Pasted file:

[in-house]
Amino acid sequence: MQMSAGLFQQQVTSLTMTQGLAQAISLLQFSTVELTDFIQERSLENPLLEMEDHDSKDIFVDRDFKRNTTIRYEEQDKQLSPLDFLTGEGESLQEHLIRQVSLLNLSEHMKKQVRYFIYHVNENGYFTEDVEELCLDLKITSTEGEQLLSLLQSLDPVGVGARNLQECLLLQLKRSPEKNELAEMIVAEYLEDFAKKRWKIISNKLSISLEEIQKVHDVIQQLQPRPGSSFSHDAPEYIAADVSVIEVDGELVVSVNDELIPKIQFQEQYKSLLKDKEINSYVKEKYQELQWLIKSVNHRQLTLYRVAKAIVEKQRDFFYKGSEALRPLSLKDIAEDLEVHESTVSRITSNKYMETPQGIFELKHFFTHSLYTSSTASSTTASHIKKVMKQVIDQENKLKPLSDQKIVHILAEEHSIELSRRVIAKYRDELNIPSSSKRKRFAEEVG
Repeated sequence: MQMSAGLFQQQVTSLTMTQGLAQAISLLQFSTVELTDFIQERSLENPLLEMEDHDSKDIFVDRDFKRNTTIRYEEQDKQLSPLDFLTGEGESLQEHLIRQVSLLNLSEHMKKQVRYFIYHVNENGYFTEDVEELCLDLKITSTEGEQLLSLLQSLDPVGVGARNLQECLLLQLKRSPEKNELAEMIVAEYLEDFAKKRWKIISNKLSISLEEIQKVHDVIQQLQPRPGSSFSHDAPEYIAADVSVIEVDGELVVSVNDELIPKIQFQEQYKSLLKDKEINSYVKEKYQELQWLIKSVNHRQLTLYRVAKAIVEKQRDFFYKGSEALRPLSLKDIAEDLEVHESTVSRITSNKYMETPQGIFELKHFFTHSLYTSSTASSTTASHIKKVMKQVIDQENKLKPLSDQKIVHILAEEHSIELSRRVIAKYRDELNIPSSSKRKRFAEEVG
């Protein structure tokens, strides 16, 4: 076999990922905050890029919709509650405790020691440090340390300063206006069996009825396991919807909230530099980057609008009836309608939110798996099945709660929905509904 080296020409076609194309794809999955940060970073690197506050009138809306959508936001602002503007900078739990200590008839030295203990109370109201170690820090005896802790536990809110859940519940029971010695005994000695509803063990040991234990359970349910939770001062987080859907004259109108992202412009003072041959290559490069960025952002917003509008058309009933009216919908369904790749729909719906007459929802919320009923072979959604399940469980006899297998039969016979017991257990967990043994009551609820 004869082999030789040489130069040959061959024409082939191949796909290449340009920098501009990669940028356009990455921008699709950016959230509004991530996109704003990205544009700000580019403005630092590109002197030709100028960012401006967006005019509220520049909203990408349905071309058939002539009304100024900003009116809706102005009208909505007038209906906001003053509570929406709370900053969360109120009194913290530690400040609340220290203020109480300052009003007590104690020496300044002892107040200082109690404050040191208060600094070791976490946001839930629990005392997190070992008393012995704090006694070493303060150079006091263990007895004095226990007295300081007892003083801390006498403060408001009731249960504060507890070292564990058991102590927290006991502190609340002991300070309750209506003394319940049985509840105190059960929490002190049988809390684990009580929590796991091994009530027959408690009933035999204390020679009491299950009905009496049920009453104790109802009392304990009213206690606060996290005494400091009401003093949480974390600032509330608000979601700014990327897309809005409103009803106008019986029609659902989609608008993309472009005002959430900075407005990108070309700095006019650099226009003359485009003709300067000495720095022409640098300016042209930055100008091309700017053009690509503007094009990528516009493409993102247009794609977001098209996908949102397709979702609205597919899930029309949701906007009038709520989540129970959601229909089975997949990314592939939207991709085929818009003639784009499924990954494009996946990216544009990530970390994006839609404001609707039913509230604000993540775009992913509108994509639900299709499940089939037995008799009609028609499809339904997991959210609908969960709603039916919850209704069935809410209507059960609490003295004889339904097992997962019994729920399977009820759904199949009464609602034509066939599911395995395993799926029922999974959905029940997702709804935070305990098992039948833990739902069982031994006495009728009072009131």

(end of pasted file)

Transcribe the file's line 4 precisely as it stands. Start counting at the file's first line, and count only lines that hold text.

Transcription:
């Protein structure tokens, strides 16, 4: 076999990922905050890029919709509650405790020691440090340390300063206006069996009825396991919807909230530099980057609008009836309608939110798996099945709660929905509904 080296020409076609194309794809999955940060970073690197506050009138809306959508936001602002503007900078739990200590008839030295203990109370109201170690820090005896802790536990809110859940519940029971010695005994000695509803063990040991234990359970349910939770001062987080859907004259109108992202412009003072041959290559490069960025952002917003509008058309009933009216919908369904790749729909719906007459929802919320009923072979959604399940469980006899297998039969016979017991257990967990043994009551609820 004869082999030789040489130069040959061959024409082939191949796909290449340009920098501009990669940028356009990455921008699709950016959230509004991530996109704003990205544009700000580019403005630092590109002197030709100028960012401006967006005019509220520049909203990408349905071309058939002539009304100024900003009116809706102005009208909505007038209906906001003053509570929406709370900053969360109120009194913290530690400040609340220290203020109480300052009003007590104690020496300044002892107040200082109690404050040191208060600094070791976490946001839930629990005392997190070992008393012995704090006694070493303060150079006091263990007895004095226990007295300081007892003083801390006498403060408001009731249960504060507890070292564990058991102590927290006991502190609340002991300070309750209506003394319940049985509840105190059960929490002190049988809390684990009580929590796991091994009530027959408690009933035999204390020679009491299950009905009496049920009453104790109802009392304990009213206690606060996290005494400091009401003093949480974390600032509330608000979601700014990327897309809005409103009803106008019986029609659902989609608008993309472009005002959430900075407005990108070309700095006019650099226009003359485009003709300067000495720095022409640098300016042209930055100008091309700017053009690509503007094009990528516009493409993102247009794609977001098209996908949102397709979702609205597919899930029309949701906007009038709520989540129970959601229909089975997949990314592939939207991709085929818009003639784009499924990954494009996946990216544009990530970390994006839609404001609707039913509230604000993540775009992913509108994509639900299709499940089939037995008799009609028609499809339904997991959210609908969960709603039916919850209704069935809410209507059960609490003295004889339904097992997962019994729920399977009820759904199949009464609602034509066939599911395995395993799926029922999974959905029940997702709804935070305990098992039948833990739902069982031994006495009728009072009131």